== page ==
A Time of Change

Right now I’m spending the last two nights in Wahroonga as I finalise packing. It’s hard not to be a little reflective as in the next few days I will be taking the final steps of an enormous change in my life.

In fact the last six years have seen a roller coaster of change in what for so many years appeared to be so predictable and commonplace. However over the last six years, and particularly the last two, my life has changed so much … and all for the better. Six years ago I thought my lifelong dream of living in the country was no longer an option. A few years later, a redundancy after 30 years of corporate life and a period of ┬átimeout gave me the opportunity to rethink my priorities and what I might really want to do for the next period of my life. I had a choice to view change as an opportunity or a problem. I know what works best for me and decided to use this as a the time to be brave, make the most of change and not have regrets.

This adventure started out as looking for that elusive work/lifestyle balance as I sought to keep my foot in the corporate door, albeit part-time, and enjoy a country life. It took very little time to recognise that the lifestyle was winning and that it was time to opt out of a career that I have enjoyed and provided me with the opportunity to take this step. My girls had made their decision to be independent, which made the decision to do something for me much easier.

It seems fortuitous that on my 55th birthday I will be spending my first night in my new country home fully relocated. It’s hard to believe that 15 months ago I hadn’t heard of Kandos and a Convent was inconceivable. Or that I would be tackling significant renovations. Or moving permanently to the country. But somehow it seems so right.

I’ve realised that to a degree I haven’t escaped the corporate work ethic and often spend a full day working through my “to do’s” in the garden, particularly in the lead up to the Kandos Gardens Fair, and that I project manage renovations and I always have a prioritised list. However I’ve promised myself that in the next few months there will be some guilt-free down time. I want to knit (sadly neglected). I want to bake (I can’t remember the last time I made a cake or biscuits), I want to read (I was once a voracious reader but too many things have distracted me). I want to try new things. I don’t want to schedule these activities or make more lists, but this will take some time before it comes naturally. I’m also looking forward to joining some of the local community and interest groups – to meet new people, put something back into a wonderful and welcoming community and also to pursue interests that have been on back burner or yet to be realised.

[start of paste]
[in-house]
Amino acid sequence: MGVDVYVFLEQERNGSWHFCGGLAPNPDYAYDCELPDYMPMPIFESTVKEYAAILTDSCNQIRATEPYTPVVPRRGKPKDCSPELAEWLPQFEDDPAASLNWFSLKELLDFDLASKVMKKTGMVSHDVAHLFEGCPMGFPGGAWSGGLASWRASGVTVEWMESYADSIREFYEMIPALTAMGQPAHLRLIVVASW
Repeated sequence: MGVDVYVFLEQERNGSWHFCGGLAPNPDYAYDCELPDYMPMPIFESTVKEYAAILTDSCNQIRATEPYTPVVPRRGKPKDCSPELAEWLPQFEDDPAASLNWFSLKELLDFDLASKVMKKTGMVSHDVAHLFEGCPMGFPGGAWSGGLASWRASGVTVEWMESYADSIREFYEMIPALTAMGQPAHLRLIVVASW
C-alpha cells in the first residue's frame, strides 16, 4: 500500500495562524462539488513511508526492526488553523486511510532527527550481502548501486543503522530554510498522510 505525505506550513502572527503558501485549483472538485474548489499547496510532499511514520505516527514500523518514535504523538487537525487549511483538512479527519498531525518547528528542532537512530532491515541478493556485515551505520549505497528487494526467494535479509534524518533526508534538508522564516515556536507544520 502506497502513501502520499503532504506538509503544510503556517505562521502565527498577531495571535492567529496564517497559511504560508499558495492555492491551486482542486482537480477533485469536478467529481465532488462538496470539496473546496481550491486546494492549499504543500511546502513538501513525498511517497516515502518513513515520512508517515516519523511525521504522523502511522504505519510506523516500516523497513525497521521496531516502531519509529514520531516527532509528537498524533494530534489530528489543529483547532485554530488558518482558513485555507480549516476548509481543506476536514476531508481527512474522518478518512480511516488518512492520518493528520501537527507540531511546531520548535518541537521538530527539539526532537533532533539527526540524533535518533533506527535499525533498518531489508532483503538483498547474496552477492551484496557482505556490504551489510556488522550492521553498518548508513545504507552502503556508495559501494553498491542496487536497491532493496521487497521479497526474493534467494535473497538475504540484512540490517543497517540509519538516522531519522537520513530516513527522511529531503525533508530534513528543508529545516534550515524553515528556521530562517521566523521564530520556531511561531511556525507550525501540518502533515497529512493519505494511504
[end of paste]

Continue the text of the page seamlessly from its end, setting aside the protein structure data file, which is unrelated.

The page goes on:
Anyway, right now I’m just pacing myself to get through the final packing and move. There is so much to be done that I really shouldn’t be sitting writing a blog post. But by Tuesday night, my life will be moved to Kandos and a new phase commences.

Unsettling Times

I have sold my Sydney property which is a big step and a relief in now moving into a new life. However it means deadlines for moving out of Sydney and packing everything up. I’m doing trips to Sydney at least once a week to move things here as well as pack boxes for the removalists, which is surprisingly unsettling.

I’ve only lived at our place in Wahroonga for around five years which is a short time for me, but for many reasons it has been more a home to me than other places. It has been a haven and home for the girls and me, had many good friends through the door and holds many happy memories. Now I’m packing, I’m really missing my girls and realising that they have moved out and we won’t be together again like before. All is good – we’re all doing what we want and is right for us, just a jolt to realise that everything has changed so much. And permanently.

Anyway, Wahroonga is being vacated over the next month, the Convent is becoming more established (a proper fridge and a garbage bin are contributing to the feeling of permanence), I’m making an effort to fit into the local community here and the garden is consuming a large amount of time.

It has now well and truly set in that this has been an enormous move in so many ways, but also feels so right. The dogs have made themselves so at home so quickly from only ever knowing a townhouse. It’s a bit strange given it has been such a big change for them, but they have never appeared uncomfortable with what was asked of them – from the constant long drives (from non-car dogs) to the new house and gardens. It’s a good sign. Their presence and obvious enjoyment has made the transition much easier for me – they have been great little companions through all this. I only hope they will embrace some additions to the Convent. I’m not sure that Roxy will make chooks or another dog or cat very welcome, but I’d love to get some more animals.

Anyway, I’m now so far past the point of no return and have taken so many life-changing steps over the last 18 months. So far it all seems right, just challenging and so much change to take in …